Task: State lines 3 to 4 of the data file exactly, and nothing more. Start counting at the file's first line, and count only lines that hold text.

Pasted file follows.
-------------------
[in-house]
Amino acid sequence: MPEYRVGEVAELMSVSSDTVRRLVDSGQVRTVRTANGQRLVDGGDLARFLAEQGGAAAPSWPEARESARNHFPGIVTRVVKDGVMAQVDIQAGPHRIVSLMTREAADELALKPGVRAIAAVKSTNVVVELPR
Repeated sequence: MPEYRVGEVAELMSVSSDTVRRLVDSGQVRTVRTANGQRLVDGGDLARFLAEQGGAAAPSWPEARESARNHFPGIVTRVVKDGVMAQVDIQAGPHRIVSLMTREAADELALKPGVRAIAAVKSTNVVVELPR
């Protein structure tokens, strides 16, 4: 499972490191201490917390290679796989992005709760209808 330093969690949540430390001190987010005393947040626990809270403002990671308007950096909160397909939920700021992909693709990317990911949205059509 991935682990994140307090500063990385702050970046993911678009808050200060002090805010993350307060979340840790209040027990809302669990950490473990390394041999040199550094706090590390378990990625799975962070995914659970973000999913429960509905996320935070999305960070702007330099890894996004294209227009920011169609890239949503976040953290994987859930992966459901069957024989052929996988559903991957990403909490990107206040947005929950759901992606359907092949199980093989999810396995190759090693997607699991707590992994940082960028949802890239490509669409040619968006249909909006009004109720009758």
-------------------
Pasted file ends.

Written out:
Repeated sequence: MPEYRVGEVAELMSVSSDTVRRLVDSGQVRTVRTANGQRLVDGGDLARFLAEQGGAAAPSWPEARESARNHFPGIVTRVVKDGVMAQVDIQAGPHRIVSLMTREAADELALKPGVRAIAAVKSTNVVVELPR
């Protein structure tokens, strides 16, 4: 499972490191201490917390290679796989992005709760209808 330093969690949540430390001190987010005393947040626990809270403002990671308007950096909160397909939920700021992909693709990317990911949205059509 991935682990994140307090500063990385702050970046993911678009808050200060002090805010993350307060979340840790209040027990809302669990950490473990390394041999040199550094706090590390378990990625799975962070995914659970973000999913429960509905996320935070999305960070702007330099890894996004294209227009920011169609890239949503976040953290994987859930992966459901069957024989052929996988559903991957990403909490990107206040947005929950759901992606359907092949199980093989999810396995190759090693997607699991707590992994940082960028949802890239490509669409040619968006249909909006009004109720009758």